Bowl barrow 70m south of church of St Michael


Heritage Category: Scheduled Monument

List Entry Number: 1017740

Date first listed: 13-Apr-1955

Date of most recent amendment: 23-Feb-1998


Ordnance survey map of Bowl barrow 70m south of church of St Michael
© Crown Copyright and database right 2019. All rights reserved. Ordnance Survey Licence number 100024900.
© British Crown and SeaZone Solutions Limited 2019. All rights reserved. Licence number 102006.006.
Use of this data is subject to Terms and Conditions.

The above map is for quick reference purposes only and may not be to scale. For a copy of the full scale map, please see the attached PDF - 1017740 .pdf

The PDF will be generated from our live systems and may take a few minutes to download depending on how busy our servers are. We apologise for this delay.

This copy shows the entry on 23-Jan-2019 at 19:37:45.


The building or site itself may lie within the boundary of more than one authority.

County: Nottinghamshire

District: Newark and Sherwood (District Authority)

Parish: Laxton and Moorhouse

National Grid Reference: SK7222266999


Legacy Record - This information may be included in the List Entry Details.

Reasons for Designation

Bowl barrows, the most numerous form of round barrow, are funerary monuments dating from the Late Neolithic period to the Late Bronze Age, with most examples belonging to the period 2400-1500 BC. They were constructed as earthen or rubble mounds, sometimes ditched, which covered single or multiple burials. They occur either in isolation or grouped as cemeteries and often acted as a focus for burials in later periods. Often superficially similar, although differing widely in size, they exhibit regional variations in form and a diversity of burial practices. There are over 10,000 surviving bowl barrows recorded nationally (many more have already been destroyed), occurring across most of lowland Britain. Often occupying prominent locations, they are a major historic element in the modern landscape and their considerable variation of form and longevity as a monument type provide important information on the diversity of beliefs and social organisations amongst early prehistoric communities. They are particularly representative of their period and a substantial proportion of surviving examples are considered worthy of protection.

The bowl barrow 70m south of the church of St Michael is a rare example of this type of monument in Nottinghamshire. The mound, ditch and buried land surface will retain important archaeological and environmental evidence pertaining to the use of the monument and the prehistoric environment in which it stood.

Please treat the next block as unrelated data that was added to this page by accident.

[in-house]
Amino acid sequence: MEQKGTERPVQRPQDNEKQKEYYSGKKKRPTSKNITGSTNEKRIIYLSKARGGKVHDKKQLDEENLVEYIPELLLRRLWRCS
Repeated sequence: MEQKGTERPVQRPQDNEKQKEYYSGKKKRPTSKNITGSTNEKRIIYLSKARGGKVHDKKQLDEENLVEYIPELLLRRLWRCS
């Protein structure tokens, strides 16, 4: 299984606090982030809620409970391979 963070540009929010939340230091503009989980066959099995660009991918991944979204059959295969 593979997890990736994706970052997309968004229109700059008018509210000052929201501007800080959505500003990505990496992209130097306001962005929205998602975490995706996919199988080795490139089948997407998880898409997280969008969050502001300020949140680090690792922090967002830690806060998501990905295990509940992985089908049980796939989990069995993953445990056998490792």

Legacy Record - This information may be included in the List Entry Details.


The monument includes the earthwork and below ground remains of a bowl barrow situated 70m south of the church of St Michael. The mound is sub-circular in shape, approximately 25m wide and stands to a height of 1m. A large oak tree approximately 1.3m in diameter stands in its centre. Traces of a ditch are visible to the north of the mound and although the surface evidence for this is slight the height and type of vegetation in this area suggests a ditch survives beneath the surface. The ditch is evident from the surface as a slight depression 0.3m deep and approximately 2m wide. It is likely that gradual slumping of the mound down slope has obscured the ditch to the south. No recorded excavation of the barrow has been carried out so it cannot be precisely dated but its position and form are analogous with other examples known to be of Bronze Age date.

MAP EXTRACT The site of the monument is shown on the attached map extract. It includes a 2 metre boundary around the archaeological features, considered to be essential for the monument's support and preservation.


The contents of this record have been generated from a legacy data system.

Legacy System number: 29911

Legacy System: RSM


Books and journals
Oswald, A, 'Transactions of the Thoroton Society' in Some Unrecorded Earthworks In Nottinghamshire, , Vol. 43, (1939), 10-11

End of official listing